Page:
Viper Eating A Shrew

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Came across this viper on a bike path one evening in July. It got shy when we stood around admiring it, so it disengaged from the shrew and slithered off into the greenery. May have saved it from getting run over by a bike.

Comments

  1. #1 Mattias
    September 13, 2011

    “The maiming of the shrew”.

  2. #2 GregH
    September 13, 2011

    Cool! You have very large shrews in Sweden.

  3. #3 Mattias
    September 14, 2011

    I think it is rather a matter of small vipers.

  4. #4 Birger Johansson
    September 14, 2011

    Nature is cruel… and since half the eaten creatures are female, often with a litter, you will get 4-6 young animals starving to death. I have absolutely no romantic view of nature.

    Completely OT, “Dynamics of Cats” at Scienceblogs has posted a lot of threads about an ongoing conference on planet formation /planetary system formation.
    This is the stuff I read for internet porn.

  5. #5 Birger Johansson
    September 14, 2011

    (OT) The Tolkien Code! In this thread about conspiracy theories and assorted madness the enhusiastic commenters “prove” that J.R.R. Tolkien was behind 9/11. And LOTR is obviously full of numerological hints!

    (Nothing of this has anything to do with vipers, unless you recall the creatures the Nazguls used for travel had a reptilian appearence)
    “The Contagion of conspiracy mongering and pseudoscience” http://scienceblogs.com/insolence/2011/09/contagion.php

  6. #6 GregH
    September 14, 2011

    I was hinting that it doesn’t look like a shrew. It looks like a mouse.

    According to Wikipedia, “…[common Adder] Adults grow to a length of 60 to 90 centimetres (24 to 35 in)”, which is a good-sized snake. /pedant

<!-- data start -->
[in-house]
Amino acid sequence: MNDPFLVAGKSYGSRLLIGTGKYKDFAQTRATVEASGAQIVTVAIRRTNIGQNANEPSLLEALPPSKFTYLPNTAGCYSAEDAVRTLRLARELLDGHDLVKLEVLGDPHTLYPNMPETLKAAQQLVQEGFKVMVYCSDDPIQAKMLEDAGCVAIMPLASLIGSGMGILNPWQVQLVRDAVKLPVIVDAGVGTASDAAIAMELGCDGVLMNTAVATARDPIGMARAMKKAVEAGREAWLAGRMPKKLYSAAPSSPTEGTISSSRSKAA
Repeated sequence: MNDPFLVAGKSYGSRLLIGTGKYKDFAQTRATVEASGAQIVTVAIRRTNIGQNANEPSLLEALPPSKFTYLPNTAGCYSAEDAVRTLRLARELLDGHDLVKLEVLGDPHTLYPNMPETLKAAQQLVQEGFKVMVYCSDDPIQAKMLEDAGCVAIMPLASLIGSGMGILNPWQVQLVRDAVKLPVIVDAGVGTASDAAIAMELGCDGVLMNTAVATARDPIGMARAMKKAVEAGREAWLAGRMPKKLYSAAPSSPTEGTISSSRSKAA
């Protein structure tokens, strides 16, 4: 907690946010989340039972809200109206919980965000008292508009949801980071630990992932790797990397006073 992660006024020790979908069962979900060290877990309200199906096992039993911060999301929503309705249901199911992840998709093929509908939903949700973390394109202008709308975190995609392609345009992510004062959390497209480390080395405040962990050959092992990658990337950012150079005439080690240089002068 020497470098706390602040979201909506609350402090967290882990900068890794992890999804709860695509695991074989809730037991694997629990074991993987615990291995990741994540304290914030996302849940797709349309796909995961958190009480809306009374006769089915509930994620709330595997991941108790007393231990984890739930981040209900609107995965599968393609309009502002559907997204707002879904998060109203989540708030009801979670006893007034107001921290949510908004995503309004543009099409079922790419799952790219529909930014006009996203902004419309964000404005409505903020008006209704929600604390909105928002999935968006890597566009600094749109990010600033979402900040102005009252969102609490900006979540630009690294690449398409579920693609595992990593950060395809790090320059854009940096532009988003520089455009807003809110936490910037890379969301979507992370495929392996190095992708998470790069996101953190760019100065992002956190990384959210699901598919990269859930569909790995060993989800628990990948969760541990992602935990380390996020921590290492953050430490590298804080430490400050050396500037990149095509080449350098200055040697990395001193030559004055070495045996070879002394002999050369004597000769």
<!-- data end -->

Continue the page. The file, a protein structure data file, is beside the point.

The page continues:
7. #7 Mattias
    September 15, 2011

    You’re right, Greg, but the specimina you most commonly come across in southern Sweden are around half that size. The black variety seems to grow somewhat larger. I remember reading that there is an evolutionary battle going on: the black variant warms up more quickly in the morning sun and can thus eat more during the day, whereas it is also more easily spotted by predators. Time will tell which variety emerges victorious, or if the two will eventually split into non-interbreeding sub-species.

    / Mattias

  8. #8 Martin R
    September 15, 2011

    This was a small young viper. My memory may fail me, but I recall that the prey was far smaller than the typical vole or mouse. I wonder what ate it after the viper fled.

  9. #9 Birger Johansson
    September 15, 2011

    “I wonder what ate it after the viper fled”
    Probably some bird… provided they can digest the poison.

    (OT) “Seeing beneath the soil to uncover the past” http://www.physorg.com/news/2011-09-beneath-soil-uncover.html

  10. #10 Mattias
    September 16, 2011

    “I wonder what ate it after the viper fled”

    You mean you didn’t bring that chunk of perfectly good meat home?

  11. #11 Martin R
    September 16, 2011

    I forgot. Too busy hunting down the viper as a snack.

  12. #12 Birger Johansson
    September 16, 2011

    Viper as a snack? You haven’t bought into the “tasting like chicken” lie, have you? Snakes taste like you expect snake to taste.
    I operate my snake farm for the potential of mayhem, not for culinary purposes. I do a brisk trade in giving snakes to people who wish to eliminate rivals in “reality” TV shows.
    — — — — — —
    In regard to the re-make of “Conan the Barbarian”, have you found archaeological evidence of magicians using snakes for arrows?

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